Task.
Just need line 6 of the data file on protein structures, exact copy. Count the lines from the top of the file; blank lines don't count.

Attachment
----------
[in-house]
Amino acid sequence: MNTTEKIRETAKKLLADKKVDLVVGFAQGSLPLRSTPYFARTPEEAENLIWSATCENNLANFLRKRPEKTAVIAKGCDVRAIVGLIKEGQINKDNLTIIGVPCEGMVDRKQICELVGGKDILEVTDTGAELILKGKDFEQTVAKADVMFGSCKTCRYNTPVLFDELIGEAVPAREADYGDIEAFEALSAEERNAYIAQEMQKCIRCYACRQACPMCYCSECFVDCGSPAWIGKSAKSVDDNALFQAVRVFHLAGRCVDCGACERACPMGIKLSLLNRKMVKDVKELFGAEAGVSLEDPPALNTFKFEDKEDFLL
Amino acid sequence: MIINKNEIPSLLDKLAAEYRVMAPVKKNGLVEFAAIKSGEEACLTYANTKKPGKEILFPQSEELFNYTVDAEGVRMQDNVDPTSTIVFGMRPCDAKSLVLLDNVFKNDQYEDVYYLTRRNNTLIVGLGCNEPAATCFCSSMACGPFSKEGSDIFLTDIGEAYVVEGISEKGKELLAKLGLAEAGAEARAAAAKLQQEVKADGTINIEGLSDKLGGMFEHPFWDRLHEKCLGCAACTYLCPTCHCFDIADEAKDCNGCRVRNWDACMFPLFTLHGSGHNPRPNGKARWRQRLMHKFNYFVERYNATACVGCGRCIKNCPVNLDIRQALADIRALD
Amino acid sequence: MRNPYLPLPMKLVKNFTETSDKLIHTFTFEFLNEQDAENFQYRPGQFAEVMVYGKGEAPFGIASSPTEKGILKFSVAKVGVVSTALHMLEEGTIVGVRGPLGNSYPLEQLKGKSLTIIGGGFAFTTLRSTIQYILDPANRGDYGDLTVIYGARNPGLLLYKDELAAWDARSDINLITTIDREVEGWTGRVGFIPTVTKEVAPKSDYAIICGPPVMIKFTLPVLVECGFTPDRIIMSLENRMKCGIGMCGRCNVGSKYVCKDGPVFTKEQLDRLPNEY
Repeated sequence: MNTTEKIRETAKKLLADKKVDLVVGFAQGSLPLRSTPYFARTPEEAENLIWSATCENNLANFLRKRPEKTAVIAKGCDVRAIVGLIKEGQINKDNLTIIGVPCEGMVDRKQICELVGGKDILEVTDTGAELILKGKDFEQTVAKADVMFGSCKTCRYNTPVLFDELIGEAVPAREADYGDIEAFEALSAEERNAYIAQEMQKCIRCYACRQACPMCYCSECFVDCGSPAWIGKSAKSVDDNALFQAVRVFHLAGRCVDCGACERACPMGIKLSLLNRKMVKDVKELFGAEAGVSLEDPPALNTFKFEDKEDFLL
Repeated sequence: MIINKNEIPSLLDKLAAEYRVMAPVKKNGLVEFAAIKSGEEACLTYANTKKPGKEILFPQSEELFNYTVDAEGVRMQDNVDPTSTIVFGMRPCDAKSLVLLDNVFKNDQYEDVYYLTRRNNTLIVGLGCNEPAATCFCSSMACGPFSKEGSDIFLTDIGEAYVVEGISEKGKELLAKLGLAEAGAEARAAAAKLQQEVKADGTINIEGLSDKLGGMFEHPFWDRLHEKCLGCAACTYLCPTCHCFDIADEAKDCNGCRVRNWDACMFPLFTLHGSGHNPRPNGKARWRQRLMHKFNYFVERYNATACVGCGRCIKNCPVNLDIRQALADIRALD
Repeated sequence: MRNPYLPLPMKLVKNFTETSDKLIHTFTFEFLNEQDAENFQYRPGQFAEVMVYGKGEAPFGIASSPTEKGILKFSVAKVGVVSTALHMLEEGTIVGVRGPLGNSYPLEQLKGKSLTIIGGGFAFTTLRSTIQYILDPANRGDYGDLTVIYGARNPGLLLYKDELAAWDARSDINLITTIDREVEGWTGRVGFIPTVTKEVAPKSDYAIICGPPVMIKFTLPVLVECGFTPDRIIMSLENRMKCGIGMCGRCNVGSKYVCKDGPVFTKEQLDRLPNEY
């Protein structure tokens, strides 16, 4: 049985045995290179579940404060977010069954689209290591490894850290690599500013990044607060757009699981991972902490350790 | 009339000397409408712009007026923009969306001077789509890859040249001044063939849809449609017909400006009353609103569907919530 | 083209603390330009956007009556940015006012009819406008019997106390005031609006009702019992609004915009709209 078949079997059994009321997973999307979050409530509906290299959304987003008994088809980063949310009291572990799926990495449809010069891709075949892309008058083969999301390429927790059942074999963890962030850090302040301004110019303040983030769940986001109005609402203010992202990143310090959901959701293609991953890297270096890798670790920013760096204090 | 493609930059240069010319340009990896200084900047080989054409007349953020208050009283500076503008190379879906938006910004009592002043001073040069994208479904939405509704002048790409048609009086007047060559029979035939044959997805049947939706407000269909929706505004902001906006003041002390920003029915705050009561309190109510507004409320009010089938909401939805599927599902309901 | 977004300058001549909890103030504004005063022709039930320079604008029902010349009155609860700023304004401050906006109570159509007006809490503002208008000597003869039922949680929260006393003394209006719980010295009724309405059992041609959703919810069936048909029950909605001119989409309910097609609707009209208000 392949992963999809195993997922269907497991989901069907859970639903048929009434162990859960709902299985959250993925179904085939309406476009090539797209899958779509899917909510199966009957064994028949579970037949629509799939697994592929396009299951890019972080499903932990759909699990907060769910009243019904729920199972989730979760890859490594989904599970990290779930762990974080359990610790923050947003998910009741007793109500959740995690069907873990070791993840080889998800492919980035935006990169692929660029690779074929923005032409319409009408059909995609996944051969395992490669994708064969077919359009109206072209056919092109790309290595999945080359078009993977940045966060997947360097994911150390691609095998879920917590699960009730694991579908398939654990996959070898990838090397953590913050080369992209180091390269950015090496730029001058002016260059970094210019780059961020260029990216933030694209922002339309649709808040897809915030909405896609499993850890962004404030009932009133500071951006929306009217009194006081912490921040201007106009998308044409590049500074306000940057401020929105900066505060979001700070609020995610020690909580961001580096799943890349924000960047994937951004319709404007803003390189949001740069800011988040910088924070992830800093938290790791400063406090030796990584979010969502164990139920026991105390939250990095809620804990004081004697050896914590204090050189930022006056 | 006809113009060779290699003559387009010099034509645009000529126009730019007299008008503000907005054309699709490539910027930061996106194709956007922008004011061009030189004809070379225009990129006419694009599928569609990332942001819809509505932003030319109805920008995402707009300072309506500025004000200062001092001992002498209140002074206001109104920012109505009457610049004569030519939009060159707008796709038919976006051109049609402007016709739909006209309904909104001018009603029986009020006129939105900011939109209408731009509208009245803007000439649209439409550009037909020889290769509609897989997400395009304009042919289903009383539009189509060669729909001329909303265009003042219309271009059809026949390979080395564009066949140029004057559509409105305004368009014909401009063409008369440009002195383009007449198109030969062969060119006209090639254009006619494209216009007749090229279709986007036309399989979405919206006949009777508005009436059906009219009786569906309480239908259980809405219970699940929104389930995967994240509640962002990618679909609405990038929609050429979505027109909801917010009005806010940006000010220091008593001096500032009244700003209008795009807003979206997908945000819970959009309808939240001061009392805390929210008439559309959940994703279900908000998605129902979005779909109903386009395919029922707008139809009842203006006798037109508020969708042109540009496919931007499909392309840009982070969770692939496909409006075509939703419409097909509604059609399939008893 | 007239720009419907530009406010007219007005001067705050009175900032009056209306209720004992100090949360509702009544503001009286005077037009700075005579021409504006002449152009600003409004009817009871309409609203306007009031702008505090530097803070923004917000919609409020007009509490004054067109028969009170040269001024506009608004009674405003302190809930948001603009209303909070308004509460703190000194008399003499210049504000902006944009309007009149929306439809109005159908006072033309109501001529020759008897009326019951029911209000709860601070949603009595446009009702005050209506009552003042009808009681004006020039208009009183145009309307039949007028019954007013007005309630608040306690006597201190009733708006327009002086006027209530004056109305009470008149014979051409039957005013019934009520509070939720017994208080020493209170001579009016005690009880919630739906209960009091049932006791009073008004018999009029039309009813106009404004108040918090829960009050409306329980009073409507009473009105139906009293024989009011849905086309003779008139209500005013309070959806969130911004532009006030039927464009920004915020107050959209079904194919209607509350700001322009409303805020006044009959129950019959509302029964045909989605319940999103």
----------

Repeated sequence: MIINKNEIPSLLDKLAAEYRVMAPVKKNGLVEFAAIKSGEEACLTYANTKKPGKEILFPQSEELFNYTVDAEGVRMQDNVDPTSTIVFGMRPCDAKSLVLLDNVFKNDQYEDVYYLTRRNNTLIVGLGCNEPAATCFCSSMACGPFSKEGSDIFLTDIGEAYVVEGISEKGKELLAKLGLAEAGAEARAAAAKLQQEVKADGTINIEGLSDKLGGMFEHPFWDRLHEKCLGCAACTYLCPTCHCFDIADEAKDCNGCRVRNWDACMFPLFTLHGSGHNPRPNGKARWRQRLMHKFNYFVERYNATACVGCGRCIKNCPVNLDIRQALADIRALD